Air pollution

The following is an excerpt from our latest e-magazine issue: "A long and winding road to clean air."

As an activist who has been working on the air pollution issue from the Greenpeace Beijing office for over two years, I’ve directly experienced all the crazy headline-grabbing polluted days and watched a fierce fight unfold between policies of prioritizing GPD growth and a public cry for clear air.

The first time I came to Beijing was in 2008, right after Chinese New Year. Standing on the second ring road of the capital, my initial impression of Beijing was that of a city that is cold and grey. I, like many others in Beijing, never paid much attention to air quality back then, even though the sky was a weird grayish hue during the entirety of that stay.

Months later, with the Beijing Olympics approaching, the city skies suddenly took on a blue color. People passing by would stop, look up and say to one another: "What a lovely day today." It was a simple joy we could all experience during the Games. Only later we learned the central government had artificially created those blue skies for the purposes of the Olympics.

In 2008, the Greenpeace Beijing office published an assessment of the environmental performance of the Beijing 2008 Olympic Games called China after the Olympics: Lessons from Beijing. The report said: "Short-term solutions such as temporary industry closures, halting construction and vehicle restrictions might help Beijing meet WHO standards during the period of the Games, but they are not long-term solutions. Only through tackling fundamental causes of air pollution by reforming energy structure, improving public transportation and enforcing strict emission standards for industries will Beijing see the benefits of the Games long after."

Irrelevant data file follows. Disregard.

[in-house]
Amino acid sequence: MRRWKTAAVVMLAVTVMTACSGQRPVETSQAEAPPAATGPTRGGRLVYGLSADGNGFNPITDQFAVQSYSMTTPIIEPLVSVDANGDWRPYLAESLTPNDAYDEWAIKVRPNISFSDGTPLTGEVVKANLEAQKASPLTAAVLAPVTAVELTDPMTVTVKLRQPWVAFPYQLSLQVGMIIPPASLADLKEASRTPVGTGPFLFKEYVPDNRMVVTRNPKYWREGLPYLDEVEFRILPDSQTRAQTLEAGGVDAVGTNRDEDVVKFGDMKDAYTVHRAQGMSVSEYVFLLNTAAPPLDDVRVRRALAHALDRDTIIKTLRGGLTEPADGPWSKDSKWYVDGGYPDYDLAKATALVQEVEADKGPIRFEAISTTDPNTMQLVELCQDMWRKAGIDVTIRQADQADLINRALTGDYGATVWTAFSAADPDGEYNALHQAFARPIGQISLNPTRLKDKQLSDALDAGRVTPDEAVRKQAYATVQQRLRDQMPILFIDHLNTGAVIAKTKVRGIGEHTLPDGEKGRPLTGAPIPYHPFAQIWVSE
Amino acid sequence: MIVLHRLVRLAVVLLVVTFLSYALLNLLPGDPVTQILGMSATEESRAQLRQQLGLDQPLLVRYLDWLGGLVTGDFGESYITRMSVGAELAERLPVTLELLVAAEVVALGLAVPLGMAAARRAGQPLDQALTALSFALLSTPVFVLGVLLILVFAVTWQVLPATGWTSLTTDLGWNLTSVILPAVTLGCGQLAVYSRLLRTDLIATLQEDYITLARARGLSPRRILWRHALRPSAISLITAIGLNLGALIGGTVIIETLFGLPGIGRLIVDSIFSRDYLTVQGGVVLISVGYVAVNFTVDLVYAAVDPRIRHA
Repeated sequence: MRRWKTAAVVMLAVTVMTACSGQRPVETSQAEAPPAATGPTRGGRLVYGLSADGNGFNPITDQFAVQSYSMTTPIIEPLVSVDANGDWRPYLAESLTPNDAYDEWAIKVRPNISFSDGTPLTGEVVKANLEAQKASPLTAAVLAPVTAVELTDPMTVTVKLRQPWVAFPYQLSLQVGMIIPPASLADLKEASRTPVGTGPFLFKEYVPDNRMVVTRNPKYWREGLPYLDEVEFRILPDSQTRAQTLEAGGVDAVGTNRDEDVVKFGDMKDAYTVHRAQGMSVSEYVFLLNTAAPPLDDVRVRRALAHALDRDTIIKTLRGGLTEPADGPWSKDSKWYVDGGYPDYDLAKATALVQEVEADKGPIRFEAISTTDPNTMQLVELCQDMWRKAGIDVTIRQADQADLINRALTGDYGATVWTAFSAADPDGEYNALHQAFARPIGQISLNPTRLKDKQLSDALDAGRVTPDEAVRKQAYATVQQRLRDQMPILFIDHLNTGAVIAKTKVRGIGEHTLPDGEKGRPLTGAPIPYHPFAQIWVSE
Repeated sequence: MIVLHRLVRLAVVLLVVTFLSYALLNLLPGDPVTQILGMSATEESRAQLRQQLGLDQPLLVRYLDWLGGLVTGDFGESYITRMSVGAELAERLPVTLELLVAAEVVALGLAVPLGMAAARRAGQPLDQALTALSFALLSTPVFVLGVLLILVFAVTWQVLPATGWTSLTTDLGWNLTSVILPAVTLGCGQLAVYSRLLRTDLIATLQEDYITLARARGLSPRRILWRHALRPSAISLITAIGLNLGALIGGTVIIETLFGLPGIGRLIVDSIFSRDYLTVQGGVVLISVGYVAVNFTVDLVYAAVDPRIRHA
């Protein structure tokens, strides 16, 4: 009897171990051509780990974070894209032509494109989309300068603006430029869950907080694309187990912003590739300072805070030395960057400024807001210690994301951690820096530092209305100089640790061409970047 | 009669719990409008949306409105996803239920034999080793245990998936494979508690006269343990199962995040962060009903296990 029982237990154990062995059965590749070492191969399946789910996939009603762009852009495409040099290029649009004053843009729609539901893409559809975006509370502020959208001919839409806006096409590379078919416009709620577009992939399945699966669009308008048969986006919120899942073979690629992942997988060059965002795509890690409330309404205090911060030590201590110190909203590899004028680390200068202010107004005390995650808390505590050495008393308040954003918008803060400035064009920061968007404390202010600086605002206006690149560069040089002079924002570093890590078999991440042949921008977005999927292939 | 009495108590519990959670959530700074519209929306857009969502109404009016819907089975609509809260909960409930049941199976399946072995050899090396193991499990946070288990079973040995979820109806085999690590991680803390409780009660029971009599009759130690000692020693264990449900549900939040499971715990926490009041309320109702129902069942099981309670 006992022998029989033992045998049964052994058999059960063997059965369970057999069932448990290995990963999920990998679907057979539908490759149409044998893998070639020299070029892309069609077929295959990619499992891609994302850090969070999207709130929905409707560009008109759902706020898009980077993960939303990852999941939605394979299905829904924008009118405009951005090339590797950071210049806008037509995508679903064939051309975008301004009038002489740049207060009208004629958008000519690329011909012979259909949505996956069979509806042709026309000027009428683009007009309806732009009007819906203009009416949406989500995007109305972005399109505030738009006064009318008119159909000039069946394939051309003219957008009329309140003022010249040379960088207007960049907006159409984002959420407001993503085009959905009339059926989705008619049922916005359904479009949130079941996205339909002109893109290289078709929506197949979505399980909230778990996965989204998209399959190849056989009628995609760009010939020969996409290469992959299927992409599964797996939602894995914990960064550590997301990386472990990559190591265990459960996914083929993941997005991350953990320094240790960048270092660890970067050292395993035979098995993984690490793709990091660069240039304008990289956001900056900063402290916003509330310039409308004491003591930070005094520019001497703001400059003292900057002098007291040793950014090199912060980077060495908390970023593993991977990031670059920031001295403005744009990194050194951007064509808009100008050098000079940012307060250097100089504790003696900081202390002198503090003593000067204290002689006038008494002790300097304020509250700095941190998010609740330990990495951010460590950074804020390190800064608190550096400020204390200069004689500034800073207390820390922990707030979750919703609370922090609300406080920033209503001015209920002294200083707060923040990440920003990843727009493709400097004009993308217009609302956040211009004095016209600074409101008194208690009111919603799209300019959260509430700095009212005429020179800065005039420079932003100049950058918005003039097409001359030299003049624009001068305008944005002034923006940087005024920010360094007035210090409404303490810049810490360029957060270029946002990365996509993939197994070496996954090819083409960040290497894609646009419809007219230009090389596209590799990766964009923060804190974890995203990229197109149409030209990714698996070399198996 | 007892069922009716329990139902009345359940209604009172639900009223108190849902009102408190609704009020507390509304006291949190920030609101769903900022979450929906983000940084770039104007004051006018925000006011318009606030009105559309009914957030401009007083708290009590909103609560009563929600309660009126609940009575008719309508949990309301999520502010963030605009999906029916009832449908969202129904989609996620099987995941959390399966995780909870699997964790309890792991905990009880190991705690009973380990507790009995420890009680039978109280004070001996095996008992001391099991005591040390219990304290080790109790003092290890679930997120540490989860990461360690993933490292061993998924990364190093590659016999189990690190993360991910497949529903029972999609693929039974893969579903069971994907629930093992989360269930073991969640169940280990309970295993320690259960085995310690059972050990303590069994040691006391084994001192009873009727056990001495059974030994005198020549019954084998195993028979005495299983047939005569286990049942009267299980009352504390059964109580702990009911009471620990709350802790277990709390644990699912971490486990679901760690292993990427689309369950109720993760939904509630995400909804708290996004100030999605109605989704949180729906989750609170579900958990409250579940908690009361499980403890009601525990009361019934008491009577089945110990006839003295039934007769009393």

As predicted the effects manually created by short-term regulations quickly faded. Beijing’s air worsened soon after the Olympics, and yet, something else had changed more permanently. The dramatic difference felt by the people living in Beijing during those magical two weeks left a niggling thought in their minds.

The air pollution debate in China is a story of how big things can have small beginnings, of hope beyond hope. But at the heart of this is a tale of genuine people power, starting with the Chinese people waking up to the tragedy that is the gray air around them and then rightfully demanding clean air.

Contine reading the full feature here.

Image: On the south bank of the Yanglin River, the power plant’s smoke stacks send down drifts of white ash to nearby communities. © Lu Guang / Greenpeace